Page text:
May 16, 2005

Shared epigenetic mechanisms in human and mouse gliomas inactivate expression of the growth suppressor SLC5A8

Chibo Hong, Alika Maunakea, Peter Jun, Andrew W. Bollen, J. Graeme Hodgson, David D. Goldenberg, William A. Weiss and Joseph F. Costello

Cancer Research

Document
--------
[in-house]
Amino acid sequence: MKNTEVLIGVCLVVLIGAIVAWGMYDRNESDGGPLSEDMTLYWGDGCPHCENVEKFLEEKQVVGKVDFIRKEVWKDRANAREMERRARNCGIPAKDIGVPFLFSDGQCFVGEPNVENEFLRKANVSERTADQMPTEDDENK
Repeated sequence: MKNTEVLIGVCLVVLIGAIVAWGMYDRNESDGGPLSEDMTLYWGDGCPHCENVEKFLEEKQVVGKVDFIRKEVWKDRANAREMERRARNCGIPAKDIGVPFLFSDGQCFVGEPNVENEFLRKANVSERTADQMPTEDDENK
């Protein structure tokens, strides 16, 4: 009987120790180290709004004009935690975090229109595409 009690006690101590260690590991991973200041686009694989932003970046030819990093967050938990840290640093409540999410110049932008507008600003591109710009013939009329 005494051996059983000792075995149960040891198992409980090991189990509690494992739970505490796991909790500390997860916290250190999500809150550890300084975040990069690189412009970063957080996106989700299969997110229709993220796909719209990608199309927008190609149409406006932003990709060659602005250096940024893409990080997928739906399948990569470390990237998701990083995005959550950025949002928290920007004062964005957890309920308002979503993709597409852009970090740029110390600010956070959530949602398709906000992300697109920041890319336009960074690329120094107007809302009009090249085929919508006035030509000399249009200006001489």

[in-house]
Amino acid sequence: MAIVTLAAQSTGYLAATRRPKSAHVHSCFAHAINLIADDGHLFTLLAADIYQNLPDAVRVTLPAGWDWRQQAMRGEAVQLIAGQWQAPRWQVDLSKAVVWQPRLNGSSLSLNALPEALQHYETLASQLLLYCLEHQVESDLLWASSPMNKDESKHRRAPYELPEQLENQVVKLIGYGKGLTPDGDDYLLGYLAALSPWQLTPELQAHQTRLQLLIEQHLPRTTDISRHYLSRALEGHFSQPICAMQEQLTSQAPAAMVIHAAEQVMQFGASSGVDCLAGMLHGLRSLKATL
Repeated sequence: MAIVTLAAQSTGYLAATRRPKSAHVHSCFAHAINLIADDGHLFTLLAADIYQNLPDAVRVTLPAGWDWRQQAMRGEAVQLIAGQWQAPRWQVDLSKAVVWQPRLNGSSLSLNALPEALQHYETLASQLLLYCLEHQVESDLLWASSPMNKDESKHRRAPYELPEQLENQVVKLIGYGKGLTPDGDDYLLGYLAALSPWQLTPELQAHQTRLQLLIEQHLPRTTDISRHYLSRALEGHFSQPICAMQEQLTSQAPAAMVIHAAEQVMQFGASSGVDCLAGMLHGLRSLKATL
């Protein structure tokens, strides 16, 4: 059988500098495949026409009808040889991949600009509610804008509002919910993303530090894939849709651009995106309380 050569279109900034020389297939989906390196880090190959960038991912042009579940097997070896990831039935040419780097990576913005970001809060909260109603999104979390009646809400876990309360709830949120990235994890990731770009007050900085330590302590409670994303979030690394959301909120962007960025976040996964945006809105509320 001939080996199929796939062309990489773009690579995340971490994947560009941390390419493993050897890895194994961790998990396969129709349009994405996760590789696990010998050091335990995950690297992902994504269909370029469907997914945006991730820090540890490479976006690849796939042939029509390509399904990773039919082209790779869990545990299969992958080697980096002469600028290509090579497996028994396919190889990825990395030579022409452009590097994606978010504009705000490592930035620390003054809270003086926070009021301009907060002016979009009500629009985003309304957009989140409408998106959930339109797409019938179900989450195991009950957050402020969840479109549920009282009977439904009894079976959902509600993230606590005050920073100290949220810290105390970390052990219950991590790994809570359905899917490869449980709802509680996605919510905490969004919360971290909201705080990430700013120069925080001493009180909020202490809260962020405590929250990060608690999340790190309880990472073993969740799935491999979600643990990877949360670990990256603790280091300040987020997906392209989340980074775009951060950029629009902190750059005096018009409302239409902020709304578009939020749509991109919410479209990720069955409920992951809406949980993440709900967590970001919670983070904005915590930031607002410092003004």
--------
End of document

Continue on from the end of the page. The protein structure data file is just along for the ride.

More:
Tumors arise in part from the deleterious effects of genetic and epigenetic mechanisms on gene expression. In several mouse models of human tumors, the tumorigenic phenotype is reversible, suggesting that epigenetic mechanisms also contribute significantly to tumorigenesis in mice. It is not known whether these are the same epigenetic mechanisms in human and mouse tumors or whether they affect homologous genes. Using an integrated approach for genome-wide methylation and copy number analyses, we identified SLC5A8 on chromosome 12q23.1 that was affected frequently by aberrant methylation in human astrocytomas and oligodendrogliomas. SLC5A8 encodes a sodium monocarboxylate cotransporter that was highly expressed in normal brain but was significant down-regulated in primary gliomas. Bisulfite sequencing analysis showed that the CpG island was unmethylated in normal brain but frequently localized methylated in brain tumors, consistent with the tumor-specific loss of gene expression. In glioma cell lines, SLC5A8 expression was also suppressed but could be reactivated with a methylation inhibitor. Expression of exogenous SLC5A8 in LN229 and LN443 glioma cells inhibited colony formation, suggesting that it may function as a growth suppressor in normal brain cells. Remarkably, 9 of 10 murine oligodendroglial tumors (from p53+/- or ink4a/arf+/- animals transgenic for S100beta-v-erbB) showed a similar tumor-specific down-regulation of mSLC5A8, the highly conserved mouse homologue. Taken together, these data suggest that SLC5A8 functions as a growth suppressor gene in vitro and that it is silenced frequently by epigenetic mechanisms in primary gliomas. The shared epigenetic inactivation of mSLC5A8 in mouse gliomas indicates an additional degree of commonality in the origin and/or pathway to tumorigenesis between primary human tumors and these mouse models of gliomas.

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